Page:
Porto/Post/Doc: a new festival is born
by Vitor Pinto
- The latest films by Pedro Costa and Manoel de Oliveira are among the titles set to screen in a new showcase that focuses on the blurred boundaries between reality and fiction
The first edition of Porto/Post/Doc will take place from 4-13 December at three venues in downtown Porto. It promises to screen cutting-edge documentaries whilst also contributing to the city’s growing cultural effervescence.
Porto/Post/Doc, which aims to show and reflect on the hybrid trend of mixing fiction and reality in the documentary genre, was presented last Friday at a press conference that saw festival director Dário de Oliveira (who chaired the Vila do Conde Short Film Festival for several years) join city councillor Paulo Cunha e Silva, film theorist Daniel Ribas and director Pedro Neves.
The line-up includes about 50 titles contained within five sections and several special screenings. Twelve features will be duking it out in the main competition section – a selection of docs that, according to de Oliveira, “reinforces the political aspect of the documentary genre and its most direct connection with human conflicts”.
Among the international features in competition are 9999 [+see also:
film profile] by Ellen Vermeulen (Belgium), The Shelter [+see also:
interview: Fernand Melgar
film profile] by Fernand Melgar (Switzerland), Atlas by Antoine D’Agata (France), Danger Dave by Philippe Petit (France), Letters to Max [+see also:
film profile] by Eric Baudelaire (France), Fog [+see also:
film profile] by Nicole Vögele (Germany), Waiting for August by Teodora Ana Mihai (Belgium/Romania), Our Terrible Country by duo Mohammad Ali and Ziad Homsi (Syria/Lebanon), and Storm Children – Book One by Lav Diaz (The Philippines).
The competition section is rounded off by three Portuguese titles seen recently at DocLisboa: Luísa Homem and Pedro Pinho’s Terratreme production Trading Cities, João Pedro Plácido’s (Be)Longing and Manuel Mozos’ poignant tribute to the former Portuguese Film Museum director, João Bénard da Costa – Others Will Love the Things I Loved (read the review).
The “Persona” sidebar will focus on human rights and will screen one of the most potentially interesting titles of the festival, Acima das Nossas Possibilidades (lit. “Beyond our Means”). Directed by Pedro Neves, the film is part of a larger project that also includes the work of eight photographers as they portray the devastating consequences of the Troika’s policies on Portuguese society.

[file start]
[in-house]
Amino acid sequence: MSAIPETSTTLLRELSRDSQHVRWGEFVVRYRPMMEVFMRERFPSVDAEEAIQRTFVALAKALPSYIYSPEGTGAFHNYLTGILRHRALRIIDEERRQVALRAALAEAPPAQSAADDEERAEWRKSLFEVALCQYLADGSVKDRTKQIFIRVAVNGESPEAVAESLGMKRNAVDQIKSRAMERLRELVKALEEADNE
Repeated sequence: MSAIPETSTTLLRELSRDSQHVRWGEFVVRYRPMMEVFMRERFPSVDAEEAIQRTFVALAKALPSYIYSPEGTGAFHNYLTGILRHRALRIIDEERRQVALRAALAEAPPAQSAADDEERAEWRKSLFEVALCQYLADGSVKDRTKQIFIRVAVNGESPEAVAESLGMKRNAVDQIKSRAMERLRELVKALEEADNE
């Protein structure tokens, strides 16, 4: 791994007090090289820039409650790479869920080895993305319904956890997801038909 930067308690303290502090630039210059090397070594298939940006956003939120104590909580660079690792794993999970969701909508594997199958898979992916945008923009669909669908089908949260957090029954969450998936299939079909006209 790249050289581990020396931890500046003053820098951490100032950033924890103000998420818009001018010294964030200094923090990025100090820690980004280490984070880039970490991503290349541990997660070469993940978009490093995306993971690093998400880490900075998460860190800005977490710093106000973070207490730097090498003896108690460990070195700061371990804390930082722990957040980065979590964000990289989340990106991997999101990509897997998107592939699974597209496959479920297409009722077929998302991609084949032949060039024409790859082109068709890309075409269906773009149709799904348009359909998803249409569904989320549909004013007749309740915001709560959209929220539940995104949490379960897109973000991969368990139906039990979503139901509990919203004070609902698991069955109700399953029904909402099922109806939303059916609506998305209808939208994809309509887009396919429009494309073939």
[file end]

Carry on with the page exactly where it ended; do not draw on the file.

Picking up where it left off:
On a lighter note, the “Transmission” section will focus on the relationship between music and moving images, boasting a programme of concerts and music documentaries.
Manoel de Oliveira, who will turn 106 on 11 December, will have (yet) another tribute dedicated to him, as the festival will show his latest short film, The Old Man of Belem (see the news), first unveiled at the most recent Venice Film Festival. Another big name in Portuguese Cinema, Pedro Costa, will also see his Locarno-awarded film, Horse Money [+see also:
film profile], premiere at Porto/Post/Doc in the same week as it is released in local theatres.
To round off the film line-up, the festival is also organising a seminar entitled “Where Is the Real?”. After all, as Cunha e Silva wittily mentioned during the press conference, “There is nothing more unreal than the real.” Moderated by Daniel Ribas, the seminar will bring together directors, sociologists, lecturers and geographers to debate the core theme of Porto/Post/Doc: the contemporary hybridisation of documentary and fiction. The potential conclusions will serve as the basis of a written manifesto for the festival.
Expectations are high about this brand-new gathering, especially as its spirit will continue on well after its closing night on 13 December, through monthly film sessions organised from 2015 onwards. Besides a festival and a cine-club, Porto/Post/Doc is also working to launch its production branch with two documentaries. One will focus on Porto's post-punk scene and the other on the city’s lower-class neighbourhoods, to be directed by the Cannes- and Berlin-winning director João Salaviza.